How I do Sourdough ~ Part 1

Sourdough is amazing. And now I'm going to talk about cows.


Cows & Sourdough

You know how cows have four stomachs? They do, and they use those four stomachs to make what they eat digestible. (I know, obvious.)

Well, cows eat grass and grains. Raw. Uncooked. But they have four stomachs for the grains to pass through to become digestible. A stomach is the body's organ that breaks down food for the intestines to digest and pass on to the rest of our bodies. So a cow, with four stomachs, does a lot of breaking down before it's food gets digested.

Now, we humans only have one stomach. We cannot eat raw grass or grains and digest them. We need an outside source to pre-digest our grains. Eating white bread, or any kind of bread really, that is made with commercial yeast does not give us this benefit. Commercial yeast (a completely different kind of bacteria/yeast than sourdough) does not do this pre-digesting for us. So it doesn't really matter if you're buying whole wheat "healthy" bread, our bodies were not made to digest wheat or grains without outside help.

Sourdough, which is wild yeast found in the wheat and air, does pre-digest the grains for us. It breaks down things like phytic acid and takes a long time to ferment. Those hours are spent pre-digesting the grains for us.

When we eat sourdough bread, we are able to digest, absorb, and use the nutrients in grain.
This is all a simple analogy, but it's what I've understood from years of research. (Although, I've never seen it compared to a cow.) So this is the biggest reason to eat sourdough bread. I really believe if there was some research done, we would find that as we ate less sourdough, food intolerances have gone up. But I don't have time to research like that.

Taking Care of Sourdough

Sourdough is kind of like a pet you keep in the refrigerator. It needs food and water, but can sleep for a while. You really need a kitchen scale to do sourdough well. And it responds best to bread flour. I like organic but can't always get it, so just bread flour will do. But it can't be bleached! Bleach kills the natural yeast in flour.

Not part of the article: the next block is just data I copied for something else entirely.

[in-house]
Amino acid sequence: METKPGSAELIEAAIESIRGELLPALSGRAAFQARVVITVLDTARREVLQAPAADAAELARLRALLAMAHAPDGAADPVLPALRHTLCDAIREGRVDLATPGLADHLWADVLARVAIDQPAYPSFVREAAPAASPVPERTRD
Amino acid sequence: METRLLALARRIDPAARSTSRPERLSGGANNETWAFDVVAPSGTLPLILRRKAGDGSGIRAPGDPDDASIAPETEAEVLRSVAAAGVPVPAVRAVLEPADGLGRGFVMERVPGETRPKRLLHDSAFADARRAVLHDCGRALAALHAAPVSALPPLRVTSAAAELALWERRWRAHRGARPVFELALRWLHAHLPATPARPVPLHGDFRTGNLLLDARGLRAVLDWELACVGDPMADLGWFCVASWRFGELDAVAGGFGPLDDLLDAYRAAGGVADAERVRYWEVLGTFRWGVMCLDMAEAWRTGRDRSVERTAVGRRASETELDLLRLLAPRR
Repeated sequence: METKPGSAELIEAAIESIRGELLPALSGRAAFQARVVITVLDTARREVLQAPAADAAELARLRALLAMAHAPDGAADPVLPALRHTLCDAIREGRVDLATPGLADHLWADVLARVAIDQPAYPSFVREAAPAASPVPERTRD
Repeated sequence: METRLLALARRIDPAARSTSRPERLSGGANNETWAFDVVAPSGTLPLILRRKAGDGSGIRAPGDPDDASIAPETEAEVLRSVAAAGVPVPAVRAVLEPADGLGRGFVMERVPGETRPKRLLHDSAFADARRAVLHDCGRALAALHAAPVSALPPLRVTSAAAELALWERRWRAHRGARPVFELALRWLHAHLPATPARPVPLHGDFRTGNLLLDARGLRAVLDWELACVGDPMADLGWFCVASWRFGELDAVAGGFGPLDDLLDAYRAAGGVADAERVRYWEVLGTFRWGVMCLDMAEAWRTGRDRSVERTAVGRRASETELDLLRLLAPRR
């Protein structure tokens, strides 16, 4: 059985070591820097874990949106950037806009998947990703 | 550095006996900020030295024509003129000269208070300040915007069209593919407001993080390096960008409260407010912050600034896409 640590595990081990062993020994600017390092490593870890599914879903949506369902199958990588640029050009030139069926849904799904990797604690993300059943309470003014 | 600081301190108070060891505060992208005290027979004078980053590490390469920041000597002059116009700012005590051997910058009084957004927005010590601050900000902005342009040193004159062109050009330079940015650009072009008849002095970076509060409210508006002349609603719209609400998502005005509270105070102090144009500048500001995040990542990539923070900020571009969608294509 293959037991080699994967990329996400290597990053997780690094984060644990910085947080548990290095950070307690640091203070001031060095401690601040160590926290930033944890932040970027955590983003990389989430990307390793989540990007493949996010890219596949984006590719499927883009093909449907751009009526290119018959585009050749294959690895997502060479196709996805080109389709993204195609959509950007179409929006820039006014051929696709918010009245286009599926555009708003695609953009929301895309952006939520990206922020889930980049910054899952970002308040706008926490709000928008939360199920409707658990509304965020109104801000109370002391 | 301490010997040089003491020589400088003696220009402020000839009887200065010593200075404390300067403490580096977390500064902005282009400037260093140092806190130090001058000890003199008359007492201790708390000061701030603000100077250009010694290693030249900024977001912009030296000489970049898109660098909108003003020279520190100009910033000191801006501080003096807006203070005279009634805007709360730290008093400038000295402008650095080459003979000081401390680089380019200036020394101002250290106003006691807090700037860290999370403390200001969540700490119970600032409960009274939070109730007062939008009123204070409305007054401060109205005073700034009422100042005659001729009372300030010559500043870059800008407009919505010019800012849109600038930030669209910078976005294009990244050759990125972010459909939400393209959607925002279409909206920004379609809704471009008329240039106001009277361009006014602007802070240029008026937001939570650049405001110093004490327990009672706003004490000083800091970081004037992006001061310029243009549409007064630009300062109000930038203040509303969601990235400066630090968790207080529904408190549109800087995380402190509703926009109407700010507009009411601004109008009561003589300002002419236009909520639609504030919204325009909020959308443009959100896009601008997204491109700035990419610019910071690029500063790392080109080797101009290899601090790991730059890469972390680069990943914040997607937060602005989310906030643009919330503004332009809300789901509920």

Another thing that will kill sourdough is chlorinated water. Chlorine kills bacteria, and will eventually kill the sourdough, although it takes several feedings to completely kill it. So you do need to use either filtered water or spring water. We're on a well out here and we have a water filtration/softener system that I love. I love not having to buy spring water or worry about what contaminants we're drinking from the city water supply.

Now, how to get your hands on some sourdough. If you know me, I'll gladly give you some of mine. If you know someone else who does sourdough, ask them. Most sourdough bakers are glad to share. If you don't know anyone, you'll have to grow your own. This is a pretty simple process, but I've never done it. So I can't really help with this, but a quick Google search on how to grow sourdough should answer any questions. Here's a post from Nourished Kitchen that will help as well. Basically, you are trying to bring to life dormant wild yeast. You mix equal parts water and bread flour and leave it on the counter covered with cheesecloth for several days. You do have to feed it, and discard some, but eventually, it'll start bubbling and smelling like beer and wild yeast.

The Barm

Now that you have your sourdough, it's called your barm. This is my barm straight from the fridge. It's hungry, poor thing. So I need to feed it. First, I need to let it come to room temperature, for about an hour.


To feed your barm, you must give it equal parts water and flour. (Remember, unbleached bread flour and filtered or spring water.) This is when you need a scale. It doesn't have to be fancy, mine isn't digital. But this is the easiest way to ensure you are feeding your barm equal parts. Measuring cups are not as accurate as a scale. I discarded a bunch of this barm so that I could start over and not have a huge batch.